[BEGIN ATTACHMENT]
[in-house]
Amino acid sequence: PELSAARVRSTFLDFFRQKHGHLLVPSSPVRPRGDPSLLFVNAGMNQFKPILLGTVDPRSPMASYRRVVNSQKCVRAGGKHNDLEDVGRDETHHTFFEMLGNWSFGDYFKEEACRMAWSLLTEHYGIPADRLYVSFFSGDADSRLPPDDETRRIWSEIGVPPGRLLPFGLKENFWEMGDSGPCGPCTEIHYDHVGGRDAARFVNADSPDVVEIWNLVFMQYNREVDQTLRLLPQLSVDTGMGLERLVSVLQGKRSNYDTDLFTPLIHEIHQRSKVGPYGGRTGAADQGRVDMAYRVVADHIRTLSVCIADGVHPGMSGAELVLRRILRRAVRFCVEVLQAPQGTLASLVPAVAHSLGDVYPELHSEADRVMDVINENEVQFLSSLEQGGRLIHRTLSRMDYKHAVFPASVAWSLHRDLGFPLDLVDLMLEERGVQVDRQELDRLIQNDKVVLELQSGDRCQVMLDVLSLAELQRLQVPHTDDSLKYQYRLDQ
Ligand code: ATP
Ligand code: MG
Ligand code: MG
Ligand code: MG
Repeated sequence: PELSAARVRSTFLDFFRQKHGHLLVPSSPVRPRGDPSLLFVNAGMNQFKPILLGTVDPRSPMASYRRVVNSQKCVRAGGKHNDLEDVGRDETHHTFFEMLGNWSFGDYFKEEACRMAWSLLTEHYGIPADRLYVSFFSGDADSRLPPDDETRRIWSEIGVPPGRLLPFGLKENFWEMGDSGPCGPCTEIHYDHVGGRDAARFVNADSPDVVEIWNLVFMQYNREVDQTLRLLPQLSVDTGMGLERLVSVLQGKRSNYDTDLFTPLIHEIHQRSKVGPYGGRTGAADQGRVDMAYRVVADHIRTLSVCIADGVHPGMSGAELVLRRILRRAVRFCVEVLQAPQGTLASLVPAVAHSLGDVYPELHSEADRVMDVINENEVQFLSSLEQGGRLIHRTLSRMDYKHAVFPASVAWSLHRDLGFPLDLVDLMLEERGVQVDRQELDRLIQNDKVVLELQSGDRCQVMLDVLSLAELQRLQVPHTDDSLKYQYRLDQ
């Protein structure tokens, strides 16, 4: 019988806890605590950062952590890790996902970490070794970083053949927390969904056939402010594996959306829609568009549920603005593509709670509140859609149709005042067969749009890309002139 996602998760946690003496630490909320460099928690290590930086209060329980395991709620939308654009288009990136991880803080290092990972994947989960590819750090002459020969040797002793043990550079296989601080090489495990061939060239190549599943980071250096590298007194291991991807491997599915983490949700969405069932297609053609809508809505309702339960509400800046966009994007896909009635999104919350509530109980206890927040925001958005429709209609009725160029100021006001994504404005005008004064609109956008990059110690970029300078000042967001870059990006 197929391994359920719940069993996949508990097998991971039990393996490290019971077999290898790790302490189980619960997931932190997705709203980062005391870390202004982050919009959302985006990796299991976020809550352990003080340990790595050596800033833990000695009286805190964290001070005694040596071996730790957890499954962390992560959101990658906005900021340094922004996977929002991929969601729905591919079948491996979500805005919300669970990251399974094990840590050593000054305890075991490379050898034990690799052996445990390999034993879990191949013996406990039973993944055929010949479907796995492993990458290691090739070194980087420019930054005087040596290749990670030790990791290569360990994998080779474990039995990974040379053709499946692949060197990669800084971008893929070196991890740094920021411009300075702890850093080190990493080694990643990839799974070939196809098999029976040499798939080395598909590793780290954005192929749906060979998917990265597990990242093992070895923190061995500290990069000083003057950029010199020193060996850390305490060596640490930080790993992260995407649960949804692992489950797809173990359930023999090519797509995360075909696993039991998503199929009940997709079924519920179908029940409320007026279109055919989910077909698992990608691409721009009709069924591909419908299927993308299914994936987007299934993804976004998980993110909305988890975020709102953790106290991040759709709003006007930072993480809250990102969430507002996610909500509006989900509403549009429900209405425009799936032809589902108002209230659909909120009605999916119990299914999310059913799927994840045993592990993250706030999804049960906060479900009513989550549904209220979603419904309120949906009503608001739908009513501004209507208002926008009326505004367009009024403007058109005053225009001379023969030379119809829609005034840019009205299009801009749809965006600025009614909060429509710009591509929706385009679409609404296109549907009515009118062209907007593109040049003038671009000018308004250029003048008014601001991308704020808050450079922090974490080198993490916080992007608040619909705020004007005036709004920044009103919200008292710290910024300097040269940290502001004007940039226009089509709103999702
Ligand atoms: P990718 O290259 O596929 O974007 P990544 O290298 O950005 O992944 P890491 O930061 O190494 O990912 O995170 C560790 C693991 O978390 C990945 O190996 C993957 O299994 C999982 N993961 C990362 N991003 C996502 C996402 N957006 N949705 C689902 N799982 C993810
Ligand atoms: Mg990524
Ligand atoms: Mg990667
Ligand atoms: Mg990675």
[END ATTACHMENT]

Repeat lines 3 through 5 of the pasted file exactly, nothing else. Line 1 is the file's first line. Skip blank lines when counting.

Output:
Ligand code: ATP
Ligand code: MG
Ligand code: MG